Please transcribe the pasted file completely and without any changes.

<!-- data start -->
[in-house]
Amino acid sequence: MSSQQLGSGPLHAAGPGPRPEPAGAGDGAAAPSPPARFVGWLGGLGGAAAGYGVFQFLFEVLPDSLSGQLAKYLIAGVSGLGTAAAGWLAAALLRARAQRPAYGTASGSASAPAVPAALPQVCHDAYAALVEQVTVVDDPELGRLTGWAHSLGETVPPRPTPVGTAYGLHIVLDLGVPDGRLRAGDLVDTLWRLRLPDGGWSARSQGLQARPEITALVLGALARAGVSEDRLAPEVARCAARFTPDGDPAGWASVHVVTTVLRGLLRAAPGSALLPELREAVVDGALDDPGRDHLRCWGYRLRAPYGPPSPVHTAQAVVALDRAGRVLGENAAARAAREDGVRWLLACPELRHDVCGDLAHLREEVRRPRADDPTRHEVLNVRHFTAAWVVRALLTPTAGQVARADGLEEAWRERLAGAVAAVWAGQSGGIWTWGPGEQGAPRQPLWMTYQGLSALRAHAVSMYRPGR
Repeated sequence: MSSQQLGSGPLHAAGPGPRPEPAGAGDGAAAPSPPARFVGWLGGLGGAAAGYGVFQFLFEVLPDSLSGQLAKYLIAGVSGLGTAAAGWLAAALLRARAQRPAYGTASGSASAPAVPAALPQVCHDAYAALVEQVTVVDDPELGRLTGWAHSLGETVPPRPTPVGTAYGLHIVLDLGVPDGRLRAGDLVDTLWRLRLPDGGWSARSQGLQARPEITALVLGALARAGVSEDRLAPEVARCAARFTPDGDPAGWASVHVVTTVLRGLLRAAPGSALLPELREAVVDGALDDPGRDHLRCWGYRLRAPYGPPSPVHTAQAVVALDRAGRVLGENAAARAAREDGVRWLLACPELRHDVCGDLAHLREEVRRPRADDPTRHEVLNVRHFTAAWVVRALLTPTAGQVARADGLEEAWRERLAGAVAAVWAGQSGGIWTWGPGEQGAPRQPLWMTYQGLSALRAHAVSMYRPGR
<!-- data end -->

[in-house]
Amino acid sequence: MSSQQLGSGPLHAAGPGPRPEPAGAGDGAAAPSPPARFVGWLGGLGGAAAGYGVFQFLFEVLPDSLSGQLAKYLIAGVSGLGTAAAGWLAAALLRARAQRPAYGTASGSASAPAVPAALPQVCHDAYAALVEQVTVVDDPELGRLTGWAHSLGETVPPRPTPVGTAYGLHIVLDLGVPDGRLRAGDLVDTLWRLRLPDGGWSARSQGLQARPEITALVLGALARAGVSEDRLAPEVARCAARFTPDGDPAGWASVHVVTTVLRGLLRAAPGSALLPELREAVVDGALDDPGRDHLRCWGYRLRAPYGPPSPVHTAQAVVALDRAGRVLGENAAARAAREDGVRWLLACPELRHDVCGDLAHLREEVRRPRADDPTRHEVLNVRHFTAAWVVRALLTPTAGQVARADGLEEAWRERLAGAVAAVWAGQSGGIWTWGPGEQGAPRQPLWMTYQGLSALRAHAVSMYRPGR
Repeated sequence: MSSQQLGSGPLHAAGPGPRPEPAGAGDGAAAPSPPARFVGWLGGLGGAAAGYGVFQFLFEVLPDSLSGQLAKYLIAGVSGLGTAAAGWLAAALLRARAQRPAYGTASGSASAPAVPAALPQVCHDAYAALVEQVTVVDDPELGRLTGWAHSLGETVPPRPTPVGTAYGLHIVLDLGVPDGRLRAGDLVDTLWRLRLPDGGWSARSQGLQARPEITALVLGALARAGVSEDRLAPEVARCAARFTPDGDPAGWASVHVVTTVLRGLLRAAPGSALLPELREAVVDGALDDPGRDHLRCWGYRLRAPYGPPSPVHTAQAVVALDRAGRVLGENAAARAAREDGVRWLLACPELRHDVCGDLAHLREEVRRPRADDPTRHEVLNVRHFTAAWVVRALLTPTAGQVARADGLEEAWRERLAGAVAAVWAGQSGGIWTWGPGEQGAPRQPLWMTYQGLSALRAHAVSMYRPGR